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An adequate acclimation period in advance of seasonal changes when animals are first introduced to outdoor housing.
Training of animals to cooperate with veterinary and investigative personnel and to enter chutes or cages for restraint or transport.
Species-appropriate social environment.
Grouping of compatible animals.
Adequate security via a perimeter fence or other means.
Areas like pastures and islands afford opportunities to provide a suitable environment for maintaining or producing animals and for some types of research. Their use results in the loss of some control over nutrition, health care and surveillance, and pedigree management. These limitations should be balanced against the benefits of having the animals live in more natural conditions. Animals should be added to, removed from, and returned to social groups in this setting with appropriate consideration of the effects on the individual animals and on the group. Adequate supplies of food, fresh water, and natural or constructed shelter should be ensured.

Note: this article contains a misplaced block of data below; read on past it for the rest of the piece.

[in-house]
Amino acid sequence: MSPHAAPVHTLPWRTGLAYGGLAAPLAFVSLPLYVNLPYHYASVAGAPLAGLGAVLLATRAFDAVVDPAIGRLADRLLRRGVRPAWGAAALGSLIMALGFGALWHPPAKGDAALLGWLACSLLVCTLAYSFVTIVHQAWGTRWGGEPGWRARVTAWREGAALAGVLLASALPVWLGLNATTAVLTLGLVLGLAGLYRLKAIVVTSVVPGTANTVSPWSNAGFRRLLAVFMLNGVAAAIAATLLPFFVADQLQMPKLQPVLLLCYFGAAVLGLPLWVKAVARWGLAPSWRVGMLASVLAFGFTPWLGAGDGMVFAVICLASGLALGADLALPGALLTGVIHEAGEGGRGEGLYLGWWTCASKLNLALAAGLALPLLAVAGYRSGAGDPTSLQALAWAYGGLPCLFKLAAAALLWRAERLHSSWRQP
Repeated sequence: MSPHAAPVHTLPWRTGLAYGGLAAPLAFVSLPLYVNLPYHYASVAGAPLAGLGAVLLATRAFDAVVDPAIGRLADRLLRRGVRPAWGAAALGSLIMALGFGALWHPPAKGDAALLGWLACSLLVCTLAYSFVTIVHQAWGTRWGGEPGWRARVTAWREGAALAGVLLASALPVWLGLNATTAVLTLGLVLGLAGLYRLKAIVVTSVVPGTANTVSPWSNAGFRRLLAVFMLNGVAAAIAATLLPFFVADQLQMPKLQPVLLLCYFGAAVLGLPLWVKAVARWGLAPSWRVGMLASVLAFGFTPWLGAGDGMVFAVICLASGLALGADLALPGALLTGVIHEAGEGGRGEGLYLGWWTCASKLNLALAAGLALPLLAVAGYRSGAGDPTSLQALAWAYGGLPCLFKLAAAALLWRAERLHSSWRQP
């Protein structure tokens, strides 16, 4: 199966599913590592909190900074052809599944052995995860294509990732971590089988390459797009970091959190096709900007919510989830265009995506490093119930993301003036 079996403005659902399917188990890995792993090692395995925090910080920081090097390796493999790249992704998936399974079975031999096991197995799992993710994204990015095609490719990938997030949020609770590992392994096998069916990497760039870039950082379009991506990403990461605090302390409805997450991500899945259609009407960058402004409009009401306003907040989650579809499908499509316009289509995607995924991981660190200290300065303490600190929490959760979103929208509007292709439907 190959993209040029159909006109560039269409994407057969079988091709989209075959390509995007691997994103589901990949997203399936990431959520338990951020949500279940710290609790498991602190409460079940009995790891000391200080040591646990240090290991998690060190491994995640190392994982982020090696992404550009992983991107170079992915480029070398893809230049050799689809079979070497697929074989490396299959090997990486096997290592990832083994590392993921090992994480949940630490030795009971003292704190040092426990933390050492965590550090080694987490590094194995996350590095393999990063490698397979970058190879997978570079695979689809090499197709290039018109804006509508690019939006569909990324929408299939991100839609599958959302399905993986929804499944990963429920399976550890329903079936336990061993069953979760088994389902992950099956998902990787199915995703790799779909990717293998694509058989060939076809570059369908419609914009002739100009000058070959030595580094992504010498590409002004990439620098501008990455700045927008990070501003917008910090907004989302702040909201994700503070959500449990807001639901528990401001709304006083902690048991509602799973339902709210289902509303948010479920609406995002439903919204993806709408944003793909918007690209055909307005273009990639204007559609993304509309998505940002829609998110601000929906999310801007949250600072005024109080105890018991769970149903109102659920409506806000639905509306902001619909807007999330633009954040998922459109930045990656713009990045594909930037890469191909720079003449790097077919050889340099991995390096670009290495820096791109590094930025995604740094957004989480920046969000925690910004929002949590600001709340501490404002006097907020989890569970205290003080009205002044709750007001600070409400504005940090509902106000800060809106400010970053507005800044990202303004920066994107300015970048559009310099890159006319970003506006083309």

An animal's space needs are complex, and consideration of only the animal's body weight or surface area is insufficient. Therefore, the space recommendations presented here are based on professional judgment and experience and should be considered as recommendations of appropriate cage sizes for animals under conditions commonly found in laboratory animal housing facilities. Vertical height, structuring of the space, and enrichments can clearly affect animals' use of space. Some species benefit more from wall space (e.g., ''thigmotactic" rodents), shelters (e.g., some New World primates), or cage complexities (e.g., cats and chimpanzees) than from simple increases in floor space (Anzaldo and others 1994; Stricklin 1995). Thus, basing cage-size recommendations on floor space alone is inadequate. In this regard, the Guide might differ from the AWRs (see footnote 1, p.2).
Space allocations should be reviewed and modified as necessary to address individual housing situations and animal needs (for example, for prenatal and postnatal care, obese animals, and group or individual housing). Such animal performance indexes as health, reproduction, growth, behavior, activity, and use of space can be used to assess the adequacy of housing. At a minimum, an animal must have enough space to turn around and to express normal postural adjustments, must have ready access to food and water, and must have enough clean-bedded or unobstructed area to move and rest in. For cats, a raised resting surface should be included in the cage. Raised resting surfaces or perches are also often